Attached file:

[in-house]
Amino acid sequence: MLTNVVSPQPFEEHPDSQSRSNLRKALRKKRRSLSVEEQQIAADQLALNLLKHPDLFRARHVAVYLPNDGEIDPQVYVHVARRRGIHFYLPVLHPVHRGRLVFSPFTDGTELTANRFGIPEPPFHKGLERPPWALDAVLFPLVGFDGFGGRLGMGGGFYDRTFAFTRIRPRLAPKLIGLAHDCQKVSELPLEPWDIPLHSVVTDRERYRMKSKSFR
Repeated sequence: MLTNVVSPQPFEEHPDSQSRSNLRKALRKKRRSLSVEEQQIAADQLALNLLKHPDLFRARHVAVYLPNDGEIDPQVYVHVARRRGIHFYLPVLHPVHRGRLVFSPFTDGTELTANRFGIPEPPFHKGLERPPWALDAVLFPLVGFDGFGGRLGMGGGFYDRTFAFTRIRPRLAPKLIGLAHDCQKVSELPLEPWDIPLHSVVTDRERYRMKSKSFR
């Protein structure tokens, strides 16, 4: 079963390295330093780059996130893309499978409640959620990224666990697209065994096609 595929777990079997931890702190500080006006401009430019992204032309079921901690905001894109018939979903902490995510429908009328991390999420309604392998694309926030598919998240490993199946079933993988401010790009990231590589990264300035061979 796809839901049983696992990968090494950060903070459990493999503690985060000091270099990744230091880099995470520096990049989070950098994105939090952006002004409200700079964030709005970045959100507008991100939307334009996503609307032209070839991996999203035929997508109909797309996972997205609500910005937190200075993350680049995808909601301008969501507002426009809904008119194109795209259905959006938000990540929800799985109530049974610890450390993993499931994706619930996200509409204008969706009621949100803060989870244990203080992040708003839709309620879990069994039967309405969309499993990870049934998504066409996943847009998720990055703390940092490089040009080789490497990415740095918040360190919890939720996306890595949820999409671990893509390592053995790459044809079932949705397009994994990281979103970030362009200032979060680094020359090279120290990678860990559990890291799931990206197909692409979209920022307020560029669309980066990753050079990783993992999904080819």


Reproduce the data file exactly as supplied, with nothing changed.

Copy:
[in-house]
Amino acid sequence: MLTNVVSPQPFEEHPDSQSRSNLRKALRKKRRSLSVEEQQIAADQLALNLLKHPDLFRARHVAVYLPNDGEIDPQVYVHVARRRGIHFYLPVLHPVHRGRLVFSPFTDGTELTANRFGIPEPPFHKGLERPPWALDAVLFPLVGFDGFGGRLGMGGGFYDRTFAFTRIRPRLAPKLIGLAHDCQKVSELPLEPWDIPLHSVVTDRERYRMKSKSFR
Repeated sequence: MLTNVVSPQPFEEHPDSQSRSNLRKALRKKRRSLSVEEQQIAADQLALNLLKHPDLFRARHVAVYLPNDGEIDPQVYVHVARRRGIHFYLPVLHPVHRGRLVFSPFTDGTELTANRFGIPEPPFHKGLERPPWALDAVLFPLVGFDGFGGRLGMGGGFYDRTFAFTRIRPRLAPKLIGLAHDCQKVSELPLEPWDIPLHSVVTDRERYRMKSKSFR
């Protein structure tokens, strides 16, 4: 079963390295330093780059996130893309499978409640959620990224666990697209065994096609 595929777990079997931890702190500080006006401009430019992204032309079921901690905001894109018939979903902490995510429908009328991390999420309604392998694309926030598919998240490993199946079933993988401010790009990231590589990264300035061979 796809839901049983696992990968090494950060903070459990493999503690985060000091270099990744230091880099995470520096990049989070950098994105939090952006002004409200700079964030709005970045959100507008991100939307334009996503609307032209070839991996999203035929997508109909797309996972997205609500910005937190200075993350680049995808909601301008969501507002426009809904008119194109795209259905959006938000990540929800799985109530049974610890450390993993499931994706619930996200509409204008969706009621949100803060989870244990203080992040708003839709309620879990069994039967309405969309499993990870049934998504066409996943847009998720990055703390940092490089040009080789490497990415740095918040360190919890939720996306890595949820999409671990893509390592053995790459044809079932949705397009994994990281979103970030362009200032979060680094020359090279120290990678860990559990890291799931990206197909692409979209920022307020560029669309980066990753050079990783993992999904080819």